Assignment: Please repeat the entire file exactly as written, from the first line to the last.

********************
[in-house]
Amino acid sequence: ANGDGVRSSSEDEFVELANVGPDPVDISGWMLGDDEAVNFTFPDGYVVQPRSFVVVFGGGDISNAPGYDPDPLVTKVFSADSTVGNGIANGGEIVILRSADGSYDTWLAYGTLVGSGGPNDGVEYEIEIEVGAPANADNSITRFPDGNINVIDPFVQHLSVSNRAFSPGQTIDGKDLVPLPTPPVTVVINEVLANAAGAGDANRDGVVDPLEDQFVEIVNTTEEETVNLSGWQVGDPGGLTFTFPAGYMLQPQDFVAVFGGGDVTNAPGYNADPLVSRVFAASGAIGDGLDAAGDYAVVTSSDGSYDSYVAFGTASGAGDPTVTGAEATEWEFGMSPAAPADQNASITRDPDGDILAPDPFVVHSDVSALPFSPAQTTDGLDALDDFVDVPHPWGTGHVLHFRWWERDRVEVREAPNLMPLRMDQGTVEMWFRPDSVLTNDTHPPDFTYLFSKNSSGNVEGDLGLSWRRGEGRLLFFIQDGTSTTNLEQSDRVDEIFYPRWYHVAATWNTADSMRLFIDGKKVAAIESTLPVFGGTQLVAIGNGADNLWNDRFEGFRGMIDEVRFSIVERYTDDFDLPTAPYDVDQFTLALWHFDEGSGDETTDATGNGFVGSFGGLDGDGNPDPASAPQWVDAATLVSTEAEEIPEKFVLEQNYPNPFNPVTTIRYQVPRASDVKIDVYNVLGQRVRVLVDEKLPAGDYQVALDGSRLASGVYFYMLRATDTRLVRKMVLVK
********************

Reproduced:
[in-house]
Amino acid sequence: ANGDGVRSSSEDEFVELANVGPDPVDISGWMLGDDEAVNFTFPDGYVVQPRSFVVVFGGGDISNAPGYDPDPLVTKVFSADSTVGNGIANGGEIVILRSADGSYDTWLAYGTLVGSGGPNDGVEYEIEIEVGAPANADNSITRFPDGNINVIDPFVQHLSVSNRAFSPGQTIDGKDLVPLPTPPVTVVINEVLANAAGAGDANRDGVVDPLEDQFVEIVNTTEEETVNLSGWQVGDPGGLTFTFPAGYMLQPQDFVAVFGGGDVTNAPGYNADPLVSRVFAASGAIGDGLDAAGDYAVVTSSDGSYDSYVAFGTASGAGDPTVTGAEATEWEFGMSPAAPADQNASITRDPDGDILAPDPFVVHSDVSALPFSPAQTTDGLDALDDFVDVPHPWGTGHVLHFRWWERDRVEVREAPNLMPLRMDQGTVEMWFRPDSVLTNDTHPPDFTYLFSKNSSGNVEGDLGLSWRRGEGRLLFFIQDGTSTTNLEQSDRVDEIFYPRWYHVAATWNTADSMRLFIDGKKVAAIESTLPVFGGTQLVAIGNGADNLWNDRFEGFRGMIDEVRFSIVERYTDDFDLPTAPYDVDQFTLALWHFDEGSGDETTDATGNGFVGSFGGLDGDGNPDPASAPQWVDAATLVSTEAEEIPEKFVLEQNYPNPFNPVTTIRYQVPRASDVKIDVYNVLGQRVRVLVDEKLPAGDYQVALDGSRLASGVYFYMLRATDTRLVRKMVLVK